A lot can go wrong when hiring a general contractor in LA for your project. We’ve heard many stories and have experience working with customers who’ve had poor outcomes with other contractors.
From the info we’ve gathered, these issues can be avoided, especially if you follow these three steps.
Do NOT Ask a Contractor for a Discount if You Pay Upfront
If you have the cash to cover a construction project, you may feel tempted to ask a contractor for a discount. It seems like a win-win right? The contractor gets more cash in hand and you get a nice little discount.
Do NOT do this because it can go wrong, fast!
The obvious and most common disaster is your contractor can just run off with your money. If you can, you should only pay upfront for the cost of materials. And don’t be afraid to ask for a receipt for the materials so you don’t get overcharged.
Don’t worry about putting your contractor at a disadvantage by not giving them profit upfront. In fact, if they beg for more money, that should be a red flag. Legit contractors have supplier accounts allowing them to purchase materials upfront.
Set up a payment schedule so the contractor can get paid as they complete milestones.
Do NOT Agree To a Gentleman’s Agreement
Never agree to work with a contractor without getting the agreement in writing. Even a piece of paper with signatures is miles better than a handshake agreement. Understand every line item you’re agreeing to and be detailed. Clear expectations avoid conflict in the future.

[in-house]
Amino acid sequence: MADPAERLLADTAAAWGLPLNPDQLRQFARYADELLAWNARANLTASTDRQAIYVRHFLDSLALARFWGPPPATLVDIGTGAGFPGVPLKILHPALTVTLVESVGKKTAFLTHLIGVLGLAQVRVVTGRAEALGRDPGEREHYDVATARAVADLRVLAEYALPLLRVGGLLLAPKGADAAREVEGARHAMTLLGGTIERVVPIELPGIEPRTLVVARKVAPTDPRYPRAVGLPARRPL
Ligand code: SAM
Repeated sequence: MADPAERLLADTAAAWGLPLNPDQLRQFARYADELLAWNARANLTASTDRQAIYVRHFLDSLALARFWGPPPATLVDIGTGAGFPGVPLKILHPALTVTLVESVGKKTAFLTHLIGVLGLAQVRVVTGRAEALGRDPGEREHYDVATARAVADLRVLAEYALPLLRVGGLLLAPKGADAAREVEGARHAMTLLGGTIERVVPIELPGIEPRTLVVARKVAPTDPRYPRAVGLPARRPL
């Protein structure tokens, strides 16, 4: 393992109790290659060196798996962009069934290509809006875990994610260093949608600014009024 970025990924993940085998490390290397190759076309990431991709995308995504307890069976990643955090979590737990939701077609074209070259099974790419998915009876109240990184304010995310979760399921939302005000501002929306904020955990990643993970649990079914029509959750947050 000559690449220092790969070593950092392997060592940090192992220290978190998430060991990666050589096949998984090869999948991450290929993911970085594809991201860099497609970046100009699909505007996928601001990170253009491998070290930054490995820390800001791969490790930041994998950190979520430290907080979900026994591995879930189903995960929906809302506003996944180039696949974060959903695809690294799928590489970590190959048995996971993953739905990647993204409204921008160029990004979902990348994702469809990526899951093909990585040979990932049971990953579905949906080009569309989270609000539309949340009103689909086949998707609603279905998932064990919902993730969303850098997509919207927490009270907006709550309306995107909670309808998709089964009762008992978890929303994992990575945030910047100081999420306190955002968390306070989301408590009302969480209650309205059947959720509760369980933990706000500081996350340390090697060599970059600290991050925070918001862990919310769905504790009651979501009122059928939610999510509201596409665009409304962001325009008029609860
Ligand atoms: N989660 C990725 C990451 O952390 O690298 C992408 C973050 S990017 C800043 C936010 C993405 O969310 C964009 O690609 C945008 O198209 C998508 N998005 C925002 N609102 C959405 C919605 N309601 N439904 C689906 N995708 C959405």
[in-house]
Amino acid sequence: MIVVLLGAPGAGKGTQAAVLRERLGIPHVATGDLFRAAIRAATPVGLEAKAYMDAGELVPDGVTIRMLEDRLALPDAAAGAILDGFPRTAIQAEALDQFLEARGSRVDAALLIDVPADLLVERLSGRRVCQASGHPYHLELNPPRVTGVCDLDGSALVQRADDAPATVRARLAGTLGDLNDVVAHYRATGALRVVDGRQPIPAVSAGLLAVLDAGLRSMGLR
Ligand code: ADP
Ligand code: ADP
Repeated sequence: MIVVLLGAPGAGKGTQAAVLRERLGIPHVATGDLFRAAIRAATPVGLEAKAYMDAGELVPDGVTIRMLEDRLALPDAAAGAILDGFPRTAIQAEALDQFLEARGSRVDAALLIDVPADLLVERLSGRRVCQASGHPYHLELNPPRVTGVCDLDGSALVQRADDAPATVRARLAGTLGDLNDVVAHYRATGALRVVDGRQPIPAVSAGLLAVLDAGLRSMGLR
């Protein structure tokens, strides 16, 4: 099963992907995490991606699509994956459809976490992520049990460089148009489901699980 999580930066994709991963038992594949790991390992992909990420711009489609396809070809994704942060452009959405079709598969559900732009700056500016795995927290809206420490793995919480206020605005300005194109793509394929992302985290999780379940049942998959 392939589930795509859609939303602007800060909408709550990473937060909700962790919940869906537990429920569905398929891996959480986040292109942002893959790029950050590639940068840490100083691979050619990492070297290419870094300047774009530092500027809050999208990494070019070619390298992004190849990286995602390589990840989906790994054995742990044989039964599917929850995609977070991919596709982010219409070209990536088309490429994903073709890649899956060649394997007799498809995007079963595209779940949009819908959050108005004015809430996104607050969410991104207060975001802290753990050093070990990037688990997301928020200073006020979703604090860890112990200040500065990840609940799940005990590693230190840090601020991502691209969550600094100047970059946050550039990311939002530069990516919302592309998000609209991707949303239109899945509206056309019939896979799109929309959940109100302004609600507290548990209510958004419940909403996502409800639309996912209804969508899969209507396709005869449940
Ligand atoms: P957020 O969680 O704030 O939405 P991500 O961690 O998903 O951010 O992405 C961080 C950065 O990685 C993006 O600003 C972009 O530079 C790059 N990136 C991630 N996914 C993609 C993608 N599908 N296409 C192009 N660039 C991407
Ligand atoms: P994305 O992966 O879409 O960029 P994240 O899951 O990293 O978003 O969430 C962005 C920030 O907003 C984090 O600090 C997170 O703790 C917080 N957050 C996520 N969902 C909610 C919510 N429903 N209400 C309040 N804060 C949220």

Again, a contractor asking for anything under the table or without a contract is a red flag. Reputable contractors want contracts because just as there are bad contractors, there are also bad customers.
Not Checking The Contractor’s License
From the stories we hear, this happens time and time again. Everything is good as the contractor you selected seems trustworthy and experienced. You ask if they’re licensed and they immediately spin up a story as to why that doesn’t matter.
Listen to this clearly.
Just because they have a huge portfolio does NOT mean they are trustworthy.
As Reagan said, “trust but verify”
Contractors fall on hard times, especially during recessions. When times get tough, unfortunately, some people abandon their morals and scam customers.
A qualified contractor will have a contractor’s license, business license, general liability insurance, and workers’ compensation.